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  • Writer's picturePaul

The Club



People told Harry his idea would go nowhere and that Herb would never help him with the problem he had.  Their ideological differences alone made them polar opposites and both had their own way of solving problems. Herb was described as confident, self-assured, but aloof and cold in social settings and self-righteous in his beliefs.  Harry was known to be stubborn, somewhat ornery with an authoritarian attitude and an explosive temper. Neither could bear criticism and they firmly believed when they made a decision , it was the right one. A more unnatural partnership could not be visualized.  Still, Harry had a problem that no one understood more than Herb and so Harry asked for help.

Herb was initially suspicious, but once Harry explained the problem, Herb responded with sincere concern and rolled up his sleeves and got to work.  Within weeks Herb had forged a number of solutions that would address the immediate concerns of the problem. Harry implemented Herb's idea's and it's estimated that Herb's ideas, backed by Harry's authority saved over 3,500,000 million children in post World War II Europe from starvation.  Herb and Harry also found themselves in a very unique friendship that would last until Herb died. Republican Herbert Hoover (America's 31st President) and Democrat Harry Truman (America's 33rd President) enjoyed a very special friendship and forged a very unique club that only a few will every join "The Presidents Club".


President Truman asked former President Hoover to organize European war relief at the end of World War II.  In 1946 Hoover traveled to 38 countries, documenting the lack of food and then located surpluses, and arranged food shipments to those countries in need.  Herbert Hoover is remembered as the "do nothing" President of the "Great Depression". Prior to the stock market crash of 1929, Hoover had another moniker.

When World War I broke out in August 1914, Germany invaded neutral Belgium, hoping to overrun France. By October 1914, food supplies in Belgium were exhausted and people were starving. The American government persuaded the British to allow food into Belgium to avert a catastrophe and save a starving population.  Herbert Hoover was asked to lead the Commission for Relief in Belgium. Hoover was a well-known businessman, a respected mining engineer, and self-made millionaire. More importantly, his organizational skills were unsurpassed and he a gift for major logistic undertakings. Hoover promised that none of the food would go to Germany or the German army in Belgium, a promise he kept.    Hoover also guaranteed that all aid went to civilians, funding much of the logistical requirements himself or through other businesses or associates who trusted Hoover and his plans. Hoover kept another promise, there would be no use of his people, equipment or transportation for spying by either side. By mid-November 1914, food supplies reached occupied Belgium avoiding a catastrophic famine.  Herbert Hoover gained worldwide fame as was known as the “Great Humanitarian”. Hoover created and lead an unprecedented selfless organization that fed 10 million civilians for five years in a war zone. Harry Truman knew exactly who to ask for help when it came to feeding a war-weary world full of hungry people in 1945.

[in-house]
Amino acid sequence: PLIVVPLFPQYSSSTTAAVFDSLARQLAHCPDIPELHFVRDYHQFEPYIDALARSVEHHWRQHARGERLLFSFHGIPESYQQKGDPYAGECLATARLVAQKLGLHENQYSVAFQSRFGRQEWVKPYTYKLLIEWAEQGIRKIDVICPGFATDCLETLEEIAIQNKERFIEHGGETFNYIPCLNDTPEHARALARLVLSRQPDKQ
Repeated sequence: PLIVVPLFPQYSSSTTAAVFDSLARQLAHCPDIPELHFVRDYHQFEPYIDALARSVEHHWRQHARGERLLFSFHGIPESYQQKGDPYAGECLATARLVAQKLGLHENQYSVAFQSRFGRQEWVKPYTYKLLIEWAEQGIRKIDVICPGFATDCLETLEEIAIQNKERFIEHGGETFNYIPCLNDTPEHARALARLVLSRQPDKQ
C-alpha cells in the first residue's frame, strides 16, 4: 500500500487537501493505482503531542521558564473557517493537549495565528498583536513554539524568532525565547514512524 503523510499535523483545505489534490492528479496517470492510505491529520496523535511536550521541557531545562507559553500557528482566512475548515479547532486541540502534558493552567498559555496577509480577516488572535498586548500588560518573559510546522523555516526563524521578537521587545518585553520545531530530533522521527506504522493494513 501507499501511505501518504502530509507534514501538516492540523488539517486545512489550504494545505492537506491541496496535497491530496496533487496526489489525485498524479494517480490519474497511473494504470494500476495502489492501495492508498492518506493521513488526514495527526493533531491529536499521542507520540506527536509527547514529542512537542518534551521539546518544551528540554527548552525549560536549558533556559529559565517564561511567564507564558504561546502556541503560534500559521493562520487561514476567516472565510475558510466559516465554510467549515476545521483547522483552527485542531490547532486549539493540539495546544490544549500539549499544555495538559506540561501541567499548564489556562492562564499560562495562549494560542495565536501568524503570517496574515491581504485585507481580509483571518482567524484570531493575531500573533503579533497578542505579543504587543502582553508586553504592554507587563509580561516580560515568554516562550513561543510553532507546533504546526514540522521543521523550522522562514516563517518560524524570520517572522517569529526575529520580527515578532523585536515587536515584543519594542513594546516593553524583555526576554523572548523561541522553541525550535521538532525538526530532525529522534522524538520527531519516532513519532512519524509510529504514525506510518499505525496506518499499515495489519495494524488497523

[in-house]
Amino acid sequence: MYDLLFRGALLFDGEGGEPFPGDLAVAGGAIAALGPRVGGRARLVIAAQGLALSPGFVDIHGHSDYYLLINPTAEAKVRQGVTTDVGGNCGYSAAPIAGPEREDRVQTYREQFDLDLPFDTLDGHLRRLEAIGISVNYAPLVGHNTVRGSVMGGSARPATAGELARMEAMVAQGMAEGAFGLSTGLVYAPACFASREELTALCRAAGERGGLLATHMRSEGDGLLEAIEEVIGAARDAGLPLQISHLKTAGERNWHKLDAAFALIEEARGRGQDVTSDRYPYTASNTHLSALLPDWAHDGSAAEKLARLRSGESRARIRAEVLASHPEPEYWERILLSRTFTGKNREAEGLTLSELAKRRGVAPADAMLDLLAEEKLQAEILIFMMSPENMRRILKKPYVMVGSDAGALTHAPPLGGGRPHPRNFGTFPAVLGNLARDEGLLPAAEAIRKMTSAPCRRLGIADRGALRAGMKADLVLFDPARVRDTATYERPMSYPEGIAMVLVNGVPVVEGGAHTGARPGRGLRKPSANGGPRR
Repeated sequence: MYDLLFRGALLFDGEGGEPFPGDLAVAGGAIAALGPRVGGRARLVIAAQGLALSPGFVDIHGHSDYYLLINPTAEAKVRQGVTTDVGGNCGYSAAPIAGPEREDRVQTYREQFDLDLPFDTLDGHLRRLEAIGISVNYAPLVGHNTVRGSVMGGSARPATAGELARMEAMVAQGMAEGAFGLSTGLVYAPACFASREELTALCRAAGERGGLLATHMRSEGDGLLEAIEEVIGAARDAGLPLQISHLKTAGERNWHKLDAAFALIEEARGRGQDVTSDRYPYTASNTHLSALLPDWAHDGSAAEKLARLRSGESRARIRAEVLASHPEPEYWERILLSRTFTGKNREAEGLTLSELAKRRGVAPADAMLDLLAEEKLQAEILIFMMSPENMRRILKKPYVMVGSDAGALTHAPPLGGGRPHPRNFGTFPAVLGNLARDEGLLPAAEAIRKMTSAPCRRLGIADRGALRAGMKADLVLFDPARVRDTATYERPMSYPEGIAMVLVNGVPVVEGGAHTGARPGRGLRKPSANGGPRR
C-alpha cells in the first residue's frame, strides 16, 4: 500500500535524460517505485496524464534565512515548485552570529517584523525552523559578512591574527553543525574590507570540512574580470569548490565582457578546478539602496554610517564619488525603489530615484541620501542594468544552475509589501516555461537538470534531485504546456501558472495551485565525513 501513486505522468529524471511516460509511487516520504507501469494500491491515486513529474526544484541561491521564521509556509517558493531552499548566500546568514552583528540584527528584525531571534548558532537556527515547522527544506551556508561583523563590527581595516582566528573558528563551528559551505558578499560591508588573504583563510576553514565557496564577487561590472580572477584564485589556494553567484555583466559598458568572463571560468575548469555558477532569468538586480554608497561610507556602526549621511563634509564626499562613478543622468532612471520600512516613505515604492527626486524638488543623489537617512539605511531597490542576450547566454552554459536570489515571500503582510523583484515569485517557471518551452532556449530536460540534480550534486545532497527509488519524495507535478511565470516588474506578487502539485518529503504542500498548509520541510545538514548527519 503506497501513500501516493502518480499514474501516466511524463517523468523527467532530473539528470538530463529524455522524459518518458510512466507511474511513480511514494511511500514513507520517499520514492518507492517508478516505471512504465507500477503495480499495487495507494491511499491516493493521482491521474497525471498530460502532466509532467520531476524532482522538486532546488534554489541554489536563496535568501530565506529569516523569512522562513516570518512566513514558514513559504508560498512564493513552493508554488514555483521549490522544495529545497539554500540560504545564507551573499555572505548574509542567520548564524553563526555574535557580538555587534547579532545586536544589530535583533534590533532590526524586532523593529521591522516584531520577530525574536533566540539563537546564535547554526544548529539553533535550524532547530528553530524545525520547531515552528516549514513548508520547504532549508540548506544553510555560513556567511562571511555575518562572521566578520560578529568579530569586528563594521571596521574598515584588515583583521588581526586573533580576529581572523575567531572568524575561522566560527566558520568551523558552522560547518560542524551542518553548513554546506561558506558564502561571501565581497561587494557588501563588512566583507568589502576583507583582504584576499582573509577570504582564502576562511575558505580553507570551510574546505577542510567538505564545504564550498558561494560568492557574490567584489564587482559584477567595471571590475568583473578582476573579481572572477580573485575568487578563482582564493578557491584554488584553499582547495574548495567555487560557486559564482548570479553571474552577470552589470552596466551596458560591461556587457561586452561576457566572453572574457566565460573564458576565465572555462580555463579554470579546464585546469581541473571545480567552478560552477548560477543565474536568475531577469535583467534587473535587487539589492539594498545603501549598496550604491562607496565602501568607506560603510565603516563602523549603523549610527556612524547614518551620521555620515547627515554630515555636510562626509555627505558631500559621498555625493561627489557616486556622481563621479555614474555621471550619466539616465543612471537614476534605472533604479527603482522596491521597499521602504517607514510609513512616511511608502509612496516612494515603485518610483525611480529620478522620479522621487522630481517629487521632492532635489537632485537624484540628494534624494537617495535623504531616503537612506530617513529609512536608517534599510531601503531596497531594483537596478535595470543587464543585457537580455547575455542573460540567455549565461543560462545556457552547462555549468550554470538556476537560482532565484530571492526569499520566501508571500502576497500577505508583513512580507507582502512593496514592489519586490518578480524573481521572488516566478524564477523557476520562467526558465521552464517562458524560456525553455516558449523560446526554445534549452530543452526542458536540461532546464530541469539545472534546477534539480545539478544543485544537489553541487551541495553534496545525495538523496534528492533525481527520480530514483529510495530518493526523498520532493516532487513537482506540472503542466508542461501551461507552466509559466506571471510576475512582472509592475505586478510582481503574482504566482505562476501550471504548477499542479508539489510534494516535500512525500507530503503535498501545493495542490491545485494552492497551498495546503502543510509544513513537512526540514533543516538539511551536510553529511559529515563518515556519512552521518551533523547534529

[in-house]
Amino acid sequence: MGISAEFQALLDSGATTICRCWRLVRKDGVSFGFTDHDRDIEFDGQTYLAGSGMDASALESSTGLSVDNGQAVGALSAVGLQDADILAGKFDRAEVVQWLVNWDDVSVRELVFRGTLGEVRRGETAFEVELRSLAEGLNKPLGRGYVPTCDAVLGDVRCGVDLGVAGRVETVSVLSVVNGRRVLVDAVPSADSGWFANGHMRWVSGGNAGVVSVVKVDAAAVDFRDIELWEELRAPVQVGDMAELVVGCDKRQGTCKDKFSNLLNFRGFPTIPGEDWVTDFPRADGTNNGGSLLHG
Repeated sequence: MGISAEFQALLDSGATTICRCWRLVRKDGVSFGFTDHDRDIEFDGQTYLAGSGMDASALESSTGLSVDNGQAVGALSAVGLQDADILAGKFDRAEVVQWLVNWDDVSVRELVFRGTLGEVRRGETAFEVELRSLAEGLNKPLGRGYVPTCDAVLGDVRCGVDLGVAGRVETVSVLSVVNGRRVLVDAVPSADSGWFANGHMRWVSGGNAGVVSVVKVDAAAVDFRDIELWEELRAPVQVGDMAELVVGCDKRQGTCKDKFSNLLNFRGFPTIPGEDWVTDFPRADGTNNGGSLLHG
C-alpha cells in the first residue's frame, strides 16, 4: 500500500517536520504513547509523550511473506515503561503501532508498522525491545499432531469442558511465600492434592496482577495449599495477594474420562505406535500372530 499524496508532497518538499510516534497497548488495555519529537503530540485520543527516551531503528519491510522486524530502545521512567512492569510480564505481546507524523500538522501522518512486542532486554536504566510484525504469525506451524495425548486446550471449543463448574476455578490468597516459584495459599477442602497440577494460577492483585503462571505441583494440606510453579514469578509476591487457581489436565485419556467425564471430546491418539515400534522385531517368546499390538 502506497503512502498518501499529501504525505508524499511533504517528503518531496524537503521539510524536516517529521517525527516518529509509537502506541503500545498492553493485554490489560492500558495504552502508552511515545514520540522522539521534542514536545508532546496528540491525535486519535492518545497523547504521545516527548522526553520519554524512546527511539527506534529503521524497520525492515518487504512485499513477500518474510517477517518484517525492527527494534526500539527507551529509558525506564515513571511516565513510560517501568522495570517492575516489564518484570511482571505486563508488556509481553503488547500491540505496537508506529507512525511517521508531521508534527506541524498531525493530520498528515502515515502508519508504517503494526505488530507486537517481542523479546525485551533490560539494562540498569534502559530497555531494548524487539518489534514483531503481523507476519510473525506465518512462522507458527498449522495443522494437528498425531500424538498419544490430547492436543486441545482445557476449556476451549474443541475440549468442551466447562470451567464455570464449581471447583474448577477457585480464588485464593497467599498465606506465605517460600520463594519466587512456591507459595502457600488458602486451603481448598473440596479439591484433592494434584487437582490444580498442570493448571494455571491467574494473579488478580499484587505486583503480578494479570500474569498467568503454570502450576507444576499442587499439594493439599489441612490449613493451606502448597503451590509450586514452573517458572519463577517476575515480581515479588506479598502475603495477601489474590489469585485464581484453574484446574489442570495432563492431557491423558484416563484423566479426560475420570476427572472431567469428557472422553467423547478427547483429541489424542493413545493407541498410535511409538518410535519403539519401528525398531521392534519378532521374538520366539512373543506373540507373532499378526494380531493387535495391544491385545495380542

This fascinating story and many others with names like Eisenhower, Kennedy, Johnson, Nixion, Ford, Carter, Reagan, H.W. Bush, Clinton, W. Bush, and Obama can be found in a book entitled "The Presidents Club".  Those who have sat in the Oval Office and made those tough decisions truly belong to an exclusive club. What is amazing is how past presidents advise, counsel guide and influence sitting presidents.

There are hours and hours of taped phone calls between Kennedy and Eisenhower (Bay of Pigs and Cuban Missile Crisis), Johnson and Truman (Segregation), Johnson and Eisenhower (Gulf of Tonkin), ) Nixon and Johnson (Vietnam)  all in deep discussion about the best course of action for the nation, not the party. These are some fascinating relationships. A more core degree of authenticity cannot be found than in the men and women who have held high executive office.  Once a person has been the President of the United States, upon leaving office they enter a brand role, one of support, advisor, a mentor, teacher, friend, and sometimes an ambassador for the sitting President (Carter for Clinton while traveling to North Korea). No person can possibly imagine the loneliness or the difficult decisions facing a sitting President except those who have gone before them.

The reason President Ronald Reagan got along so well with British Prime Minister Margret Thatcher was a common belief in economics, foreign policy, and core freedoms.  Bill Clinton considered Richard Nixon to be one of his best advisors. Clinton spoke openly about how Nixon got it right time and time again regarding Russia and China and their views on American foreign policy.  Then there's the dad helping the son as H.W. Bush advised W.

Bush after 9/11.

When you enter a position of leadership, there is no shame or weakness in asking those who have presided you for help if they are available.  Hoover and Truman were both extremely confident, self-assured, but stubborn. Both hated their political critics, yet both told their political advisors that when problems arise of a global magnitude, there are no politics, only problems looking for solutions, where ever they come from.

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